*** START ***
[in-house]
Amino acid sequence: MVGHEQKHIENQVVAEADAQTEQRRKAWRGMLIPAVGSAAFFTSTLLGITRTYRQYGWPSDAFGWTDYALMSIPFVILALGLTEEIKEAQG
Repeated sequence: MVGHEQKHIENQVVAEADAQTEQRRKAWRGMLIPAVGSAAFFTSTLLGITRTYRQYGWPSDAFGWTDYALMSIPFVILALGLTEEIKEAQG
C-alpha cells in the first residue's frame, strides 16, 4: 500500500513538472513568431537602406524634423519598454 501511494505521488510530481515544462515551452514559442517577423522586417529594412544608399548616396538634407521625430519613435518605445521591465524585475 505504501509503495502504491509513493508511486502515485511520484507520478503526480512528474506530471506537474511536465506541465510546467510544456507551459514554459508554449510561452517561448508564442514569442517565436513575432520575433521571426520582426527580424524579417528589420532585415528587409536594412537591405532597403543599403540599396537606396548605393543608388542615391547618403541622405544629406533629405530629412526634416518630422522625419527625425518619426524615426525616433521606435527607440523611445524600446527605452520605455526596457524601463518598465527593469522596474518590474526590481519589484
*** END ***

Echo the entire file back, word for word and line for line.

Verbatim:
[in-house]
Amino acid sequence: MVGHEQKHIENQVVAEADAQTEQRRKAWRGMLIPAVGSAAFFTSTLLGITRTYRQYGWPSDAFGWTDYALMSIPFVILALGLTEEIKEAQG
Repeated sequence: MVGHEQKHIENQVVAEADAQTEQRRKAWRGMLIPAVGSAAFFTSTLLGITRTYRQYGWPSDAFGWTDYALMSIPFVILALGLTEEIKEAQG
C-alpha cells in the first residue's frame, strides 16, 4: 500500500513538472513568431537602406524634423519598454 501511494505521488510530481515544462515551452514559442517577423522586417529594412544608399548616396538634407521625430519613435518605445521591465524585475 505504501509503495502504491509513493508511486502515485511520484507520478503526480512528474506530471506537474511536465506541465510546467510544456507551459514554459508554449510561452517561448508564442514569442517565436513575432520575433521571426520582426527580424524579417528589420532585415528587409536594412537591405532597403543599403540599396537606396548605393543608388542615391547618403541622405544629406533629405530629412526634416518630422522625419527625425518619426524615426525616433521606435527607440523611445524600446527605452520605455526596457524601463518598465527593469522596474518590474526590481519589484